Chinese workers are in demand in online gaming hubs in the Philippines but may be working illegally
Proactive employers are increasing retirement and re-employment ages for their senior staff beyond the legal requirements
Employers worry that Southeast Asia’s largest economy has been losing ground due to its strict labour laws.
A rise in ‘’dishonest acts’’ by Malaysian bosses has prompted a trade union group to wade in to help protect workers
In an unrelated civil court case, a former HR leader at IBM has said that massive layoffs were part of an effort to appeal to millennial talent.
The Hong Kong-based airline has issued a warning to staff as local protests escalate throughout the city and shut down the airport.
New tools allow companies to put their workers under the microscope like never before - but are the insights worth the implications for trust and privacy?
The issue of contractors' rights continues to stir in the Philippines, with the President blocking a bill that he once supported.
A foreign worker has won a landmark court case over almost five years of unpaid wages, as the government pledges to get tough on forced labour.
Matthew Durham, with Simmons & Simmons, says the law on sexual harassment in Mainland China is rapidly catching up to societal change.
Singapore's Central Provident Fund payment rules can be confusing. TMF Group's Aileen Ng shares some of the places where HR can go wrong.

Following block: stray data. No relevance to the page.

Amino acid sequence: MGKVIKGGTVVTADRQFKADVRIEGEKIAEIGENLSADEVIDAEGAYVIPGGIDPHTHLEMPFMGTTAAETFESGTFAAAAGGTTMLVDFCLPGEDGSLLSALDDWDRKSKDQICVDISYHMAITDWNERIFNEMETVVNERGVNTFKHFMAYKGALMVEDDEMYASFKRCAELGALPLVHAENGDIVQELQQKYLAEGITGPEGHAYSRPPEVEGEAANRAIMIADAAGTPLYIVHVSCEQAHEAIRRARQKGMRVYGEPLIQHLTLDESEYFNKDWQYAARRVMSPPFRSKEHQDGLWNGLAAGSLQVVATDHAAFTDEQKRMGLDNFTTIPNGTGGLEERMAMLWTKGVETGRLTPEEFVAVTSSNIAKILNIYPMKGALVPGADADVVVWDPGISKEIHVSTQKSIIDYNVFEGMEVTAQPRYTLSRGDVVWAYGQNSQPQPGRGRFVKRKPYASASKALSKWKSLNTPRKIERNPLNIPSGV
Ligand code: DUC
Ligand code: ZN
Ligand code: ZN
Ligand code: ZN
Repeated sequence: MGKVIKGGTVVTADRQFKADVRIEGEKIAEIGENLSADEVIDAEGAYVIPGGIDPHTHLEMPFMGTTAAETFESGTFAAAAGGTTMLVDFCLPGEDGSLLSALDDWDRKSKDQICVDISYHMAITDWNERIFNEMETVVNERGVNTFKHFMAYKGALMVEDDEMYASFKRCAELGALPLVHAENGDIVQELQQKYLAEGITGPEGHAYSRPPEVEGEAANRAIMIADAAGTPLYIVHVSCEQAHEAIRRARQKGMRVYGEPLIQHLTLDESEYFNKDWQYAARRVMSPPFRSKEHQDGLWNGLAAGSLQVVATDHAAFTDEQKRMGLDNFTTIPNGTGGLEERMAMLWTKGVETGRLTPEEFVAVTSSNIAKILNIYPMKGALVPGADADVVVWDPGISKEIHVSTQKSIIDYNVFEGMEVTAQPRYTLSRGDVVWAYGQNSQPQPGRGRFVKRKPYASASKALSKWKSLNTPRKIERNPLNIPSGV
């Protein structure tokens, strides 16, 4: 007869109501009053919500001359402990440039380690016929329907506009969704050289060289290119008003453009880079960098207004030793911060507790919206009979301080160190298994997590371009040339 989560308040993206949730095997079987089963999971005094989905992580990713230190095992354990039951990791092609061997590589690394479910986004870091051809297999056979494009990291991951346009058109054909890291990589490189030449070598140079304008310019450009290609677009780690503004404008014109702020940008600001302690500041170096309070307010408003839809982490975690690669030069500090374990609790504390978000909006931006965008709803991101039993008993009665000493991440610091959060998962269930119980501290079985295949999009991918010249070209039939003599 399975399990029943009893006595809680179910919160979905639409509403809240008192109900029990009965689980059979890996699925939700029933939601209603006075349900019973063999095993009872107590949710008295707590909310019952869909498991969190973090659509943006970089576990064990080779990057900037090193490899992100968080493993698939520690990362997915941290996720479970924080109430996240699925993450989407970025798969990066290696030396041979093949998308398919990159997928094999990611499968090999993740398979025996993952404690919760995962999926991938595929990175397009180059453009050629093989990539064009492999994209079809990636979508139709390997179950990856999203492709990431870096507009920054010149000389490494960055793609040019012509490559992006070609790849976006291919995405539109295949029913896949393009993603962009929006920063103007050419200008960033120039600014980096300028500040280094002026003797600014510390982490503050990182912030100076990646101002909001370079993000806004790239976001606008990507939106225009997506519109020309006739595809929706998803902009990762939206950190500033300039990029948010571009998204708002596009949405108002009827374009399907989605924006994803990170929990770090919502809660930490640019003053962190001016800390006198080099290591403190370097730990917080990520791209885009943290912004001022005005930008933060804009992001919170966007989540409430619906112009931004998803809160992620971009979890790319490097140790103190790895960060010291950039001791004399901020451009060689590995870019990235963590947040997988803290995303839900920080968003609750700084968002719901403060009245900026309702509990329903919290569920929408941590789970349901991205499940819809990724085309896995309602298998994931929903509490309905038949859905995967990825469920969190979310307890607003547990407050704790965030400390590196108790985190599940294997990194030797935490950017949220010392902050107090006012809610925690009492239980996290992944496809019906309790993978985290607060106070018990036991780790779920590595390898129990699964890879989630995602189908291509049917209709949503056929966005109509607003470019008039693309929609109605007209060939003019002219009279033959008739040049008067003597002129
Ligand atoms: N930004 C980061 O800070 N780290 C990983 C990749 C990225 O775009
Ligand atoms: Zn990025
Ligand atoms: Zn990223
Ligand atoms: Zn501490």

South Korea has moved to hold business owners more accountable for bullying within their workplaces.
A new report has found India now has 3.3 million people employed in flexible, or contract, roles, with the population set to grow even more.
One of Australia's most famous celebrity chefs will pay back millions to staff of his MADE Establishment restaurant group.
A new paternity leave scheme offers new fathers three days leave, but employers are urging the government not to leave them with the bill.
The Living Wage Foundation in the UK says employers should offer their part-time and casual staff a minimum of 16 hours' work per week.
Deutsche Bank has announced an unprecedented restructure that will see its global workforce reduced by almost 20%.
Many say the minimum wage in Vietnam should rise this year, but there is dispute about how much of a jump can be afforded.
With a celebrity spokesperson leading the charge, the #kutoo movement is polarising Japan's workplace conversation.
The programme, centred in the US city of Detroit, has already improved the company's early-development and diversity pipelines.
The World Health Organisation has formally labelled burnout as a medical condition, and Filipino labour advocates want change.
Hundreds of thousands of women have downed tools in Switzerland to join an organised strike for greater equality in work.
Critical thinkers will look to challenge processes, but systems get in the way. How do we free the potential of different ideas from this reality?
Minister of State for Manpower Zaqy Mohamad will deliver a keynote address on the first morning of HR Festival Asia
The labour department of the Philippines is looking to slap heftier penalties on companies found hiring illegal foreign workers.
A British employee is suing United Overseas Bank's London, saying that he was overlooked for a new role due not being Asian.
Ethiopia has passed a law giving almost one million refugees the right to work outside of camp, as part of a programme creating 100,000 jobs.
The law allows employers to compel up to 400 hours per year of overtime from employees; effectively an extra day a week.
Singapore has charged two Chinese migrant workers with soliciting one dollar bribes from lorry drivers, and could face prison time if convicted.
The Korea Employers Federation has asked lawmakers to ease up labour-related bills that place extra burdens on firms.